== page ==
In February 2015, Danish band VOLA released their debut album, Inmazes. It so enamoured the admin of a Facebook prog page I followed that he posted about the band for weeks on end, urging everyone to give Inmazes a listen. The album was self-released and ‘Name Your Price’ on Bandcamp. I succumbed in April, but it was immediately clear I was no fool. Inmazes was an incredible slab of sound, playing both beauty and the beast. Melodic Meshuggah? Djent Depeche Mode? It came as no surprise when it was picked up by a record label and re-released the following year. I’m not one of those people who get upset when a band finds success, and I really enjoyed seeing the deserved attention VOLA was starting to get. Fast forward a couple of years, and there was quite a buzz, before the release of VOLA’s second album, Applause of a Distant Crowd. This album seemed to be quite a Marmite album for many, different enough from the debut, that people seemed to love it or hate it.
One of the greatest changes in VOLA between the two albums wasn’t the sound, per se, so much as who was making it. The band had a change of drummer, with Adam Janzi taking over the sticks from Felix Ewert. His presence was perhaps understated due to what some people considered the lightweight nature of Applause of a Distant Crowd compared with Inmazes. Personally, I’d go with uplifting, rather than lightweight, Applause… often being unabashedly upbeat. Regardless, it meant a direct comparison of drumming styles wasn’t as simple as it might otherwise have been, but to me ears, Janzi was a beast. You can’t djent without technical polyrhythms, and I loved what I heard from him, but with almost Gilmour-esque guitars at times, along with the expected massive choruses and vast synth soundscapes, it felt like Janzi never quite had the chance to really show his chops.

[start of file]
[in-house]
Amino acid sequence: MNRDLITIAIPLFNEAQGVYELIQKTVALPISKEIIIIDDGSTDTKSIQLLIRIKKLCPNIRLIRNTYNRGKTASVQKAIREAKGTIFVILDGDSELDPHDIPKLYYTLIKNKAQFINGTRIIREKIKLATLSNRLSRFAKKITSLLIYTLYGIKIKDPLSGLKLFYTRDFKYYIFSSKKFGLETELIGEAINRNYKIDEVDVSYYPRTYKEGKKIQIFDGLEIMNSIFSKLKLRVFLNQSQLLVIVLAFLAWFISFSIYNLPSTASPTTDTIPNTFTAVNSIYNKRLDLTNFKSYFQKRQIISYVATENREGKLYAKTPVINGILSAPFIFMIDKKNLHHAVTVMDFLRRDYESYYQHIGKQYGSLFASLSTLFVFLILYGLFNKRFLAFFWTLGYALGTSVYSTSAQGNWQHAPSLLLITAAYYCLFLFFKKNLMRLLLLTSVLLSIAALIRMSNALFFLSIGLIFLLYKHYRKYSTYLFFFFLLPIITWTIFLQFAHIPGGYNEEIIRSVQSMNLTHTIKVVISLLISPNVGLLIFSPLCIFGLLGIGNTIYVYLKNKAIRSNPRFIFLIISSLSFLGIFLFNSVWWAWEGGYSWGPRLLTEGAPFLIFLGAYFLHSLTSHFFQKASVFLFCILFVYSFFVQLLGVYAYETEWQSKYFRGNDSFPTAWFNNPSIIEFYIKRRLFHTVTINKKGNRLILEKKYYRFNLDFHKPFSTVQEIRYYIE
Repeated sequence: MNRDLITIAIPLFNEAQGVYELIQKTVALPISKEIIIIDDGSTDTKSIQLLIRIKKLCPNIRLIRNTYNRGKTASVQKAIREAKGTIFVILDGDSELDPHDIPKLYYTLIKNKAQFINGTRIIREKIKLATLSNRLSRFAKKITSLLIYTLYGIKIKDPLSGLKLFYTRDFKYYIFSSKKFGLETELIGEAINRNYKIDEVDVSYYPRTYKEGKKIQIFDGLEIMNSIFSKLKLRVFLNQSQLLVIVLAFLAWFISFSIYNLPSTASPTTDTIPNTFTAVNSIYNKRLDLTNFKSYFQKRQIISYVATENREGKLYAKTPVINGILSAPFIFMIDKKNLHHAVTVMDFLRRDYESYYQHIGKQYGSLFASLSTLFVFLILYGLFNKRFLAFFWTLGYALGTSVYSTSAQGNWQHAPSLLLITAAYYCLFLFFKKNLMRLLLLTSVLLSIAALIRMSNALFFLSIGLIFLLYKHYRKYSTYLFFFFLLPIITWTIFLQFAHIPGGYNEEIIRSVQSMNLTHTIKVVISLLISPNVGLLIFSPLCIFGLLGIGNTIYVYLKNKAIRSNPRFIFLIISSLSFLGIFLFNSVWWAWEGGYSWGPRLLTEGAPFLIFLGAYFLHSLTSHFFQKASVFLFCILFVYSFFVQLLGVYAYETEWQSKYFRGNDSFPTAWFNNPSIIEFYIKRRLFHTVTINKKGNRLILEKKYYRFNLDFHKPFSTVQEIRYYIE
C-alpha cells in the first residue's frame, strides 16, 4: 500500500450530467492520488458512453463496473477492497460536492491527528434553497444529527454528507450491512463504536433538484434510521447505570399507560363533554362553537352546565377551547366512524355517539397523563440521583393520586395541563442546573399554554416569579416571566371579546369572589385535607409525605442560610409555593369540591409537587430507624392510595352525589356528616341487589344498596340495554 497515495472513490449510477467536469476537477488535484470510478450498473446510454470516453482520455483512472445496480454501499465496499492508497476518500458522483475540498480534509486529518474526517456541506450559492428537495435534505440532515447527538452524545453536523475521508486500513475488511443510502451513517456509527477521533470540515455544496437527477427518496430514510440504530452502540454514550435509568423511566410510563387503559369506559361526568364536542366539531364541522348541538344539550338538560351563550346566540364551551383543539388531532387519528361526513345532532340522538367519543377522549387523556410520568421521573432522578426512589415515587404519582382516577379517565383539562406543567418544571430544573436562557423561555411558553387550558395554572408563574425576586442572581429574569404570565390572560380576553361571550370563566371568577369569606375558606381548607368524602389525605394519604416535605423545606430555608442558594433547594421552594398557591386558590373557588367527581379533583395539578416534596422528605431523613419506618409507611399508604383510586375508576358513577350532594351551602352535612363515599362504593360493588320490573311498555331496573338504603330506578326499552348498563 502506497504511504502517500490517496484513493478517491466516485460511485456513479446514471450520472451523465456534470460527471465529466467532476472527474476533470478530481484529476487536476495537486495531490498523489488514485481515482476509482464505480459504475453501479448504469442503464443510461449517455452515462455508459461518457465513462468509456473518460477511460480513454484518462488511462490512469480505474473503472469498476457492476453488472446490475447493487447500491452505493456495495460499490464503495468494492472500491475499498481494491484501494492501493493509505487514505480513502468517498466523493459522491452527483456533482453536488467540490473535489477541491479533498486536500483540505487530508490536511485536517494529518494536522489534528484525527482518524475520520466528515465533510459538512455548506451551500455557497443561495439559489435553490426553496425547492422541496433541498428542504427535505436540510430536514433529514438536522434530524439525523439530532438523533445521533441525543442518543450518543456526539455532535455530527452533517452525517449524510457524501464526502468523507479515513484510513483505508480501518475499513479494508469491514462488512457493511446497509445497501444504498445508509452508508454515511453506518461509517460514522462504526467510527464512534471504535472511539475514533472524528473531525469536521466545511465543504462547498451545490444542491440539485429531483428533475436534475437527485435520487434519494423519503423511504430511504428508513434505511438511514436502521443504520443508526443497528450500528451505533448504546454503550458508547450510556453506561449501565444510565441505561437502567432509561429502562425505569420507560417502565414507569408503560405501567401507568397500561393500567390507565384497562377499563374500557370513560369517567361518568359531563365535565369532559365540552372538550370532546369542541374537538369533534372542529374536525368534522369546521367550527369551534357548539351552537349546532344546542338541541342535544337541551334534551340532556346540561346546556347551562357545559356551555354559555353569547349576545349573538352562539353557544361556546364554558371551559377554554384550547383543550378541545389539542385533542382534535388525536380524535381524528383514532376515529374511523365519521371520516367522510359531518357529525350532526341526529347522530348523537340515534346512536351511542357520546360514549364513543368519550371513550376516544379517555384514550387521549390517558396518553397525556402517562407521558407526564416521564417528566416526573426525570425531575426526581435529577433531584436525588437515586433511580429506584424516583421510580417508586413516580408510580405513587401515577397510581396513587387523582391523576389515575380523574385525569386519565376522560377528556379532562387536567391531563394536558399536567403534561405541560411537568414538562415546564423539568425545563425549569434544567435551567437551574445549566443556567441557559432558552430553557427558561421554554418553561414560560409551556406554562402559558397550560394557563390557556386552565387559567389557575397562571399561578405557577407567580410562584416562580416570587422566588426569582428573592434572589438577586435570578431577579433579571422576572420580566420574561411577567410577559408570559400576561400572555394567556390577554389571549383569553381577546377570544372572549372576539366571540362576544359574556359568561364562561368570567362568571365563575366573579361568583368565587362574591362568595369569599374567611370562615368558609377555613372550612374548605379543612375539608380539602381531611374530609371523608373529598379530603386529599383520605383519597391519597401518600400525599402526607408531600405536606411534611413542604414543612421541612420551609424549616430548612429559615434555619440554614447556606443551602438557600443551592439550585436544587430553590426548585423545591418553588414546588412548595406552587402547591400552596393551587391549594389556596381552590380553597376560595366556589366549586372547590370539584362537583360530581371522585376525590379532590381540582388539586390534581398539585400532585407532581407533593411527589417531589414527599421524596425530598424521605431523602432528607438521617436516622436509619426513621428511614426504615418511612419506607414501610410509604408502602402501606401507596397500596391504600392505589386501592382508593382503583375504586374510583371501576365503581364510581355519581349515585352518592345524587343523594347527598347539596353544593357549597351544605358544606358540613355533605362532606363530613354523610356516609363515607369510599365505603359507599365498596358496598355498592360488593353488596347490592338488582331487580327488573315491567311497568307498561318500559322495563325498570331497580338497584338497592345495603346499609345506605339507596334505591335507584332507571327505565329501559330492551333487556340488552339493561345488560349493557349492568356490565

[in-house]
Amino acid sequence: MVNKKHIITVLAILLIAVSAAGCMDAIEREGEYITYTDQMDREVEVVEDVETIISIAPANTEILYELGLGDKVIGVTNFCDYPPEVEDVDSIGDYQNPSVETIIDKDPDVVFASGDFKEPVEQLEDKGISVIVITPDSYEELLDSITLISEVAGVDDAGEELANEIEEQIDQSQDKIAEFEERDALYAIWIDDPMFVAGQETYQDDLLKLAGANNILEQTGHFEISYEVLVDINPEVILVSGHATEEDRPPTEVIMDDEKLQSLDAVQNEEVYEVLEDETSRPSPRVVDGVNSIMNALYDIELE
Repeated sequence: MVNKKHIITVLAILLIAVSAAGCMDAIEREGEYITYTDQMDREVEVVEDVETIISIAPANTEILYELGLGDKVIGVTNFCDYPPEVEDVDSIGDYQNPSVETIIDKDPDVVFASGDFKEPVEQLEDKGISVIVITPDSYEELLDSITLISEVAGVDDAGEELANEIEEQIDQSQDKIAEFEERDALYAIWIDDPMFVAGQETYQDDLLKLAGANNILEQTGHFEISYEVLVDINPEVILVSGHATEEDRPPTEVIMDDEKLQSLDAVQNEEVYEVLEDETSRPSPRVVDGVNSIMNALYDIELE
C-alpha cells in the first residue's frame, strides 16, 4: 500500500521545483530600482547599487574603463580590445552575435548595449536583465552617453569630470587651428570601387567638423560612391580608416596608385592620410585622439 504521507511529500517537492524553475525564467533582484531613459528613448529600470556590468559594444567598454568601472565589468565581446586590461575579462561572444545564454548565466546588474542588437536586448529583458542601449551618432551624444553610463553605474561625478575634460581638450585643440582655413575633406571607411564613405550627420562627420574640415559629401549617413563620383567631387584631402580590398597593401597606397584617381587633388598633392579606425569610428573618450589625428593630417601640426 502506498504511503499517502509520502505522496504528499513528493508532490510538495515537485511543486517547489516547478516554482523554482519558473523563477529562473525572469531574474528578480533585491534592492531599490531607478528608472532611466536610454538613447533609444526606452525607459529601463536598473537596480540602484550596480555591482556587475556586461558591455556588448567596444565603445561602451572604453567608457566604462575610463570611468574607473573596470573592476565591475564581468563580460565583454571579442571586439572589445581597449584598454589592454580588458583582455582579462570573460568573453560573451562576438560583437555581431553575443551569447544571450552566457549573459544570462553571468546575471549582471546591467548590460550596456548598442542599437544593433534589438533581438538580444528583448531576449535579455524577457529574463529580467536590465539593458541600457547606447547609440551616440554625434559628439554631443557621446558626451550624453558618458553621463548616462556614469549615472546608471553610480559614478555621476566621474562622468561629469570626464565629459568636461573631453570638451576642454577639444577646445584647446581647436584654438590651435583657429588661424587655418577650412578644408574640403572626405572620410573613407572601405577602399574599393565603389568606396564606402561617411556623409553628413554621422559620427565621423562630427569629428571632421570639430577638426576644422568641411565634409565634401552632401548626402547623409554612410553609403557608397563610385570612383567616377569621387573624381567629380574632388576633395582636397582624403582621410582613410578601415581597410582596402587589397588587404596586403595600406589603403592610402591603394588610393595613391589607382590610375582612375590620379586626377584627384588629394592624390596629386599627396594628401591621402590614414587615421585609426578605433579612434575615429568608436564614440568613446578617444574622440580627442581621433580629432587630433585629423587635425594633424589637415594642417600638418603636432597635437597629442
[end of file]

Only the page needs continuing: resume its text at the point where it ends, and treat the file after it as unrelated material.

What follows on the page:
And so we reach 2021, and third album Witness, which quite simply blows away everything that came before. Before it’s release, VOLA had promised a return to a heavier sound, but Witness actually takes the best aspects of both previous albums and blends them together in a spectacular burst of synergy. Witness is most definitely greater than the sum of its parts, and will be a very hard album for VOLA to follow. Any thoughts that the band might have lost its edge, as some claimed after the release of Applause… are swiftly evaporated when the bass and drums kick in – and this is definitely the album where Janzi gets to show his chops and prove he is the best drummer VOLA has had. Nicolai Mogensen‘s thick bass riffs are mean as ¥&@#. But as he has been from the start, the star of the show is the beautiful melodious voice of Asger Mygind. He reminds me a little of Arnór Dan (of Agent Fresco) or Einar Solberg (of Leprous), but doesn’t really sound like either. His vocals soar over the music, bringing a levity, no matter how dark and heavy it gets.